832.24/258: Telegram

The Secretary of State to the Chargé in Brazil ( Burdett )

408. From the Under Secretary. Please see Aranha immediately and give him the following personal message from me:

I was very deeply concerned to learn that the British had stopped and detained the Siqueira Campos in the face of all the efforts that have been made by our two Governments. Within the last few days, Caffery and I had fully explained to the British Chargé d’Affaires here the circumstances surrounding the purchase of the arms and all of the reasons that counseled the desirability of permitting the ship to proceed to Brazil. We could not have been more emphatic or more precise in our views.

Lord Lothian, the British Ambassador, returned yesterday. I will speak with him most directly and vigorously today, or tomorrow at the latest, in the expectation that he will understand the importance [Page 630] of permitting the ship to proceed and will accordingly urge this view upon his Government.

In addition General Marshall64 is speaking today with Sir Walter Layton, who has come to Washington on a special mission for the British Government, pointing out that from the standpoint of assisting Brazil to repel any aggression it is essential that these supplies be permitted to reach Brazil in order to make usable the equipment already furnished.

I have just received from the British Chargé d’Affaires a statement setting forth the opinion of his Government. His memorandum contains a number of inconsequential arguments which it is hardly worth cabling. For instance, that the arrival of the shipment in Brazil “would provide a golden opportunity for the German propagandists to claim that the British blockade had collapsed” and that the delivery of the arms “would strengthen the pro-German element” in the Brazilian Army. The memorandum’s principal points may be summarized as follows:

Between the outbreak of war and the putting into force at the end of November, 1939, of the Reprisals Order in Council to control German exports, two shipments of German arms were made to Brazil. In April last exemption was granted by the British authorities for a large shipment of 48 artillery cars, 6 anti-aircraft batteries, ammunition plant and machinery for reserves. Although the ship carrying this consignment had sailed from Genoa without an export pass and was found at Gibraltar to be carrying additional quantities of German goods not covered by the exemption, in June another larger shipment was allowed including anti-aircraft gun barrels and shells, field guns, ammunition wagons, sound detectors, etc. As a condition of grant of exemption the Counsellor of the Brazilian Embassy in London undertook that no further applications for similar concessions would be made for the duration of the war and that the Embassy would recommend the dismissal of German technicians in certain key posts in Brazil.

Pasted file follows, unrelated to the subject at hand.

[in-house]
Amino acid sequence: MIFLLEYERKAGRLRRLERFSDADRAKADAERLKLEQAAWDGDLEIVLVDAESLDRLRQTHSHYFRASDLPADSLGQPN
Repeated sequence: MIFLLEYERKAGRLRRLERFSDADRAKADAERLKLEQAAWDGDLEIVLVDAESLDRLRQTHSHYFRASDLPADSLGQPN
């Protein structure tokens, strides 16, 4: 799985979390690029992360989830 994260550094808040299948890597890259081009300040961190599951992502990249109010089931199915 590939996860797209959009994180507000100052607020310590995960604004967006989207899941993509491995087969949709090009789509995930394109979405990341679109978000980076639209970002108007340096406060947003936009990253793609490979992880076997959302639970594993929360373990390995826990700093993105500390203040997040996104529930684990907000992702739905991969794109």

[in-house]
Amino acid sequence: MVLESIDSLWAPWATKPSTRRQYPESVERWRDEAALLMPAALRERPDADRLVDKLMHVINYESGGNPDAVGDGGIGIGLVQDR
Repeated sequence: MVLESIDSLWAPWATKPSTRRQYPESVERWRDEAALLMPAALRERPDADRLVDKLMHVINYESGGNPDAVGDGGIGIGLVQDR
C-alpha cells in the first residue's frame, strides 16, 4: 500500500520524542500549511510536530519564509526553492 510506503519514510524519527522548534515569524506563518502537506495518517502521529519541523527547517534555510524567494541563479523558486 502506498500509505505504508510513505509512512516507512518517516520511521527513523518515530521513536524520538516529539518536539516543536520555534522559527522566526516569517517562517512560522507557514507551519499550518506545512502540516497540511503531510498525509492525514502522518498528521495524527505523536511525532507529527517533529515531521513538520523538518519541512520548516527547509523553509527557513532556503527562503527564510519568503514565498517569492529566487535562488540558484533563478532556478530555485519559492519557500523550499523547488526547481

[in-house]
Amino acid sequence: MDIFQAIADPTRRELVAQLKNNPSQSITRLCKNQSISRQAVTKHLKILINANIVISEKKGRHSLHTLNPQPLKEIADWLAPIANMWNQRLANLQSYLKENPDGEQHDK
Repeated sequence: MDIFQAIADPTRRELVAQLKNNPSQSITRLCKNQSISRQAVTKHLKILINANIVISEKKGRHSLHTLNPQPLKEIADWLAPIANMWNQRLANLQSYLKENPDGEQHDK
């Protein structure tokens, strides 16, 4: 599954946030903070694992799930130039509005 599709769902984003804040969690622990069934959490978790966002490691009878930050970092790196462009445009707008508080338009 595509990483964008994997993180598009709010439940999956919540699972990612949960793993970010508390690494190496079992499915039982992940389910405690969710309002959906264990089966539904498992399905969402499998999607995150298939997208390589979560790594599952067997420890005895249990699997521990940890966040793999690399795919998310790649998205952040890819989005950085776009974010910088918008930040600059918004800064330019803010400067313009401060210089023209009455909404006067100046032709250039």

It will thus be seen that the Brazilian Government have in fact been treated with every consideration by the British Government and have been granted special exemption from the terms of the Reprisals Order in Council in respect of two large shipments of arms from Germany. Furthermore, despite the Brazilian Embassy’s undertaking to the contrary, further applications for similar exemption were made on July 29th, September 2nd, September 12th and October 14th. Now, although no exemption has been granted the goods have been loaded on a Brazilian vessel which sailed from Lisbon on November 19th without ship’s navicert.

Brazil would, no doubt, shortly ask for further concessions, and many similar applications which it would be difficult to refuse would, no doubt, be put forward by other South American countries. In spite of repeated requests the Brazilian Government has never produced for the British Government any documentary evidence that the arms now in question have been paid for, although, if this was [Page 631] the case, there should be no difficulty in proving it. Furthermore, the total amount of the order has been stated at one time to be 6 million pounds sterling and upon another 2 million pounds sterling. The Counsellor of the Brazilian Embassy in London has admitted that the payments in advance were simply deposits on the whole order and that payments in full for specific items have not been made. According to the information available in London, Brazil is heavily indebted to Germany in the clearing arrangement so that no question of using blocked marks arises. In fact, the delivering of the arms would merely serve to increase the Brazilian currency resources at the disposal of Germany which might well be used for subversive activities in this continent. End of résumé of memorandum.

Until this matter is satisfactorily settled, I will take every opportunity of keeping it before Lord Lothian. For future discussions with him I would appreciate having Aranha’s comment on the British statement. It would be particularly helpful to know whether the British could be assured that this is the last shipment for which an exception [exemption?] will be requested, and whether the payment for this shipment has already been made, and if not, whether it could be deferred until after the war is over, or deposited in escrow in Brazil.

  • [Welles]
  • Hull
  1. Gen. George C. Marshall, Chief of Staff, United States Army.